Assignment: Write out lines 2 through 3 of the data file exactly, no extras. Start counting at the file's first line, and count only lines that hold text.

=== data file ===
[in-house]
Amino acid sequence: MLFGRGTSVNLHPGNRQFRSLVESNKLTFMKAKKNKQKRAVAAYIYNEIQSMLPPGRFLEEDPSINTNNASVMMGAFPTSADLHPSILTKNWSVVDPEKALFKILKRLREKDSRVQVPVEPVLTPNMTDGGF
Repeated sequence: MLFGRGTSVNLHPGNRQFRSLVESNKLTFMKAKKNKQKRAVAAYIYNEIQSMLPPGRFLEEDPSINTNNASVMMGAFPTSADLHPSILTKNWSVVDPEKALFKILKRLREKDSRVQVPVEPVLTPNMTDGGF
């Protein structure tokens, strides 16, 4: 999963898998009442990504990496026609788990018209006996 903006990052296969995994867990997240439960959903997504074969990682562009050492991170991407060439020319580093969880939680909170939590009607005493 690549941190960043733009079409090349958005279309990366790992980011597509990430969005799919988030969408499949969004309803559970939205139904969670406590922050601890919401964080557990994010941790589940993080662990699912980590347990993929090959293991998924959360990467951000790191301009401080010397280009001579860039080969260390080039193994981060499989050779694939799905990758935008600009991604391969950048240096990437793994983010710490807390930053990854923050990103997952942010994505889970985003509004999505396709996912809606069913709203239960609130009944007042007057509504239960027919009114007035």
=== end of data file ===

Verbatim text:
Amino acid sequence: MLFGRGTSVNLHPGNRQFRSLVESNKLTFMKAKKNKQKRAVAAYIYNEIQSMLPPGRFLEEDPSINTNNASVMMGAFPTSADLHPSILTKNWSVVDPEKALFKILKRLREKDSRVQVPVEPVLTPNMTDGGF
Repeated sequence: MLFGRGTSVNLHPGNRQFRSLVESNKLTFMKAKKNKQKRAVAAYIYNEIQSMLPPGRFLEEDPSINTNNASVMMGAFPTSADLHPSILTKNWSVVDPEKALFKILKRLREKDSRVQVPVEPVLTPNMTDGGF